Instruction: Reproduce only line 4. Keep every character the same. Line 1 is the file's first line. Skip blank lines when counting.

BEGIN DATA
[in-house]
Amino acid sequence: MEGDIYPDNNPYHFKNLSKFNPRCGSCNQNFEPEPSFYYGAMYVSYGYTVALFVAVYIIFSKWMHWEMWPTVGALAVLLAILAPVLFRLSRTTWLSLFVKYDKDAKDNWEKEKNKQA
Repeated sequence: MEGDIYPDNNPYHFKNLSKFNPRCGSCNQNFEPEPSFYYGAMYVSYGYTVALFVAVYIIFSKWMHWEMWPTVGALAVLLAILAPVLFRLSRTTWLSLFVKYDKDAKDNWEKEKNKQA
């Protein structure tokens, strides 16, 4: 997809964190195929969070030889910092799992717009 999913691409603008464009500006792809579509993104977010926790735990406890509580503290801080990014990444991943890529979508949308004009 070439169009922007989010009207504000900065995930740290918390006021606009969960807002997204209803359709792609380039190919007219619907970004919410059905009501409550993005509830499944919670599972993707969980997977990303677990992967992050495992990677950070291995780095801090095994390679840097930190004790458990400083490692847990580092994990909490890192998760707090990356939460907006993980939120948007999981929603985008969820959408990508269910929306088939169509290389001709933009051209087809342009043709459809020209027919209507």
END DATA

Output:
């Protein structure tokens, strides 16, 4: 997809964190195929969070030889910092799992717009 999913691409603008464009500006792809579509993104977010926790735990406890509580503290801080990014990444991943890529979508949308004009 070439169009922007989010009207504000900065995930740290918390006021606009969960807002997204209803359709792609380039190919007219619907970004919410059905009501409550993005509830499944919670599972993707969980997977990303677990992967992050495992990677950070291995780095801090095994390679840097930190004790458990400083490692847990580092994990909490890192998760707090990356939460907006993980939120948007999981929603985008969820959408990508269910929306088939169509290389001709933009051209087809342009043709459809020209027919209507």